What Apple TV+ shows are actually worth watching
It's time to recharge your Apple TV remote! Apple TV+ debuts Friday, marking the beginning of a months-long rollout of several new subscription streaming services. But while Apple TV+ might not have a show for everyone just yet, Friday nevertheless marks a major step for the company, which is seeking to "expand its offerings from hardware to services" in order to stay competitive.
The nitty-gritties look like this: Apple TV+ costs $4.99 a month, but comes free for a year with the purchase of a new iPhone, Mac, or Apple TV. At the time of launch, Apple TV+ includes all of the series listed below, as well as the documentary film The Elephant Queen, the literary series Oprah's Book Club and the children's series Snoopy in Space, Ghostwriter, and Helpsters (none of which were not provided in advance to critics). Other marquee titles, like the psychological thriller Truth Be Told, starring Octavia Spencer and Aaron Paul, and M. Night Shyamalan's thriller series Servant, will debut later this year.
Here's what's on Apple TV+ as of today — and what's worth watching.
The burning question: What if Emily Dickinson twerked?
The gist: An anachronistic take on Emily Dickinson's teen years, with Hailee Steinfeld starring as the death-obsessed Amherst poet. Dickinson, though, is a far cry from other recent, staid interpretations of the poet's life. Described by showrunner Alena Smith to The New York Times as "a coming-of-age story about a radical young female artist who was ahead of her time," Dickinson is queer, feminist, and absolutely bonkers.
Watch if you're interested in: Seeing Wiz Khalifa play Death or John Mulaney play Henry David Thoreau.
If you just watch the pilot: You might be a little put off. To many, Hip Teen Emily is like nails on a chalkboard (Dickinson scholars, for what it's worth, seem to be loving it). If you don't like the pilot, you won't like the rest of the series either. If you're on the fence, stick it out until episode three — in which Emily, Austin, Lavinia, and Sue throw a house party — before deciding whether or not to toss in the towel.
What to look forward to beyond the pilot: Cross-dressing; Mitski's "Your Best American Girl"; 19th century New England mean girls; "so Jeffersonian"; opium-induced bee hallucinations; menarche; and, because it bears repeating, John Mulaney playing Henry David Thoreau.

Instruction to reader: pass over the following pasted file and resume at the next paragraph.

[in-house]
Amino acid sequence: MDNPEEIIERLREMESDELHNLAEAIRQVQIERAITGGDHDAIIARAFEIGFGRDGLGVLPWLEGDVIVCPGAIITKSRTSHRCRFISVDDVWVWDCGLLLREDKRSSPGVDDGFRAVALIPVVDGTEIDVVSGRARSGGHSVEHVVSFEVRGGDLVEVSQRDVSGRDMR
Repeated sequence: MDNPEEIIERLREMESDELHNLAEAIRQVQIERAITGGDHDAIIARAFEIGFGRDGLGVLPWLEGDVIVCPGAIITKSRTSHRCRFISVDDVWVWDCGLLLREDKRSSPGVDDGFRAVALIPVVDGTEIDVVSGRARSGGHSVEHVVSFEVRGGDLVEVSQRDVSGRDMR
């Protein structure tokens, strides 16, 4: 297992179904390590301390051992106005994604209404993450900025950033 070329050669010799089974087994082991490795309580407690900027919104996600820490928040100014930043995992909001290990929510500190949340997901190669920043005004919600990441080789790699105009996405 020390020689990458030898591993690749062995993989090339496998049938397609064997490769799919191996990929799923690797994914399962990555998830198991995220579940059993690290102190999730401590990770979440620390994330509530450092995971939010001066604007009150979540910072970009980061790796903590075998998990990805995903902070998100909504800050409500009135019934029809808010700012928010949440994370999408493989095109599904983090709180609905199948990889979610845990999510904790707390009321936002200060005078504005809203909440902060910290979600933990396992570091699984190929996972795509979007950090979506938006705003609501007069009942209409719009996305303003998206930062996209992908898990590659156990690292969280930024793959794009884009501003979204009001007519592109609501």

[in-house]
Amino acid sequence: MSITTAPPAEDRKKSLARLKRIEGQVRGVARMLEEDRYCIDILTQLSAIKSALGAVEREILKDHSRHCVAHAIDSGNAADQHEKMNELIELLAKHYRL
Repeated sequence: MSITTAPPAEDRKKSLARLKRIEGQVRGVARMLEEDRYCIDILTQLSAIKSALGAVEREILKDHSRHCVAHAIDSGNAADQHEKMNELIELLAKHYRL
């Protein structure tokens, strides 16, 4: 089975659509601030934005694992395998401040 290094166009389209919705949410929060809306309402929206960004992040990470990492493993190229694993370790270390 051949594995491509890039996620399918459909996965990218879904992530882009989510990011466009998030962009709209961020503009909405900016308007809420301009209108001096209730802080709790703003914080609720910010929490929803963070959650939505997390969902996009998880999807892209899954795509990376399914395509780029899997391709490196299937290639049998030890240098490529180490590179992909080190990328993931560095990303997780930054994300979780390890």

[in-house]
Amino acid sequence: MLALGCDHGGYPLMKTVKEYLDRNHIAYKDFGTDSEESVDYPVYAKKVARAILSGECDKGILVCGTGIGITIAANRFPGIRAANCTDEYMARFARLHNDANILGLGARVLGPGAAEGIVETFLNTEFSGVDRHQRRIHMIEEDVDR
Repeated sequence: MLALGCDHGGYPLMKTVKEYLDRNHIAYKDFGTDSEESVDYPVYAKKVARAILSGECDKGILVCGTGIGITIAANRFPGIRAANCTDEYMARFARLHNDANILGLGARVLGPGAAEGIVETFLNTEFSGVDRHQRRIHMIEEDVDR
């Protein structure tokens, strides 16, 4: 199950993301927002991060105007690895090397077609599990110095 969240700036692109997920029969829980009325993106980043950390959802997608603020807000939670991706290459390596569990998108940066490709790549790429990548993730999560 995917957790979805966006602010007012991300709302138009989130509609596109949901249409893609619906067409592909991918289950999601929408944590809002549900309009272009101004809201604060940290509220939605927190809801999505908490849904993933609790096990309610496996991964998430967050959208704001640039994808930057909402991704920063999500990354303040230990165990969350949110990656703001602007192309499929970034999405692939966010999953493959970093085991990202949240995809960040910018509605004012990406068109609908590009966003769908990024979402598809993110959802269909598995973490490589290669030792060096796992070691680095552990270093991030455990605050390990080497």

Is it worth watching? Despite rubbing some critics wrong way, Dickinson, like its protagonist, is oddly charming. Its gambles can be surprising, and don't always pay off, but it is by far Apple TV+'s best original show.
For All Mankind
The burning question: What if the Soviet Union beat us to the moon?
The gist: The year is 1969, and the Space Race is in full swing. But rather than tell the more familiar story of Apollo 11 that we all know, For All Mankind explores what the world would have been like if we had been defeated in the race to the moon. Spirits are low at NASA after the administration is humiliatingly bested by Roscosmos, and astronaut Ed Baldwin (Joel Kinnaman) can't shake his frustration that his Apollo 10 mission could have been to the lunar surface first. The series explores the subsequent efforts of Ground Control and the astronauts (including ones whose names will be familiar) to catch up with the USSR.
Watch if you're interested in: Alternative histories; space; flashy cars; Hidden Figures.
If you just watch the pilot: You might be bored. For All Mankind starts slow, especially for anyone who's wondering why they were promised a sci-fi show from the Battlestar Galactica and Outlander creator, but are watching a workplace drama instead. Still, while For All Mankind drags, the pilot gives glimpses of how — if a few wrinkles get ironed out — it could be a worthwhile show. Chris Bauer gives a great performance as Ground Control head Deke, and the script doesn't skimp on providing us the stories of the brilliant women of NASA, who history often forgets to include.
What to look forward to beyond the pilot: Women astronauts; Nazis; Chappaquiddick; potentially falling asleep on your couch.
Is it worth watching? Yes and no. If you're not immediately hooked, it's worth noting that For All Mankind is being described as something of an acquired taste. But who has time for that?
The Morning Show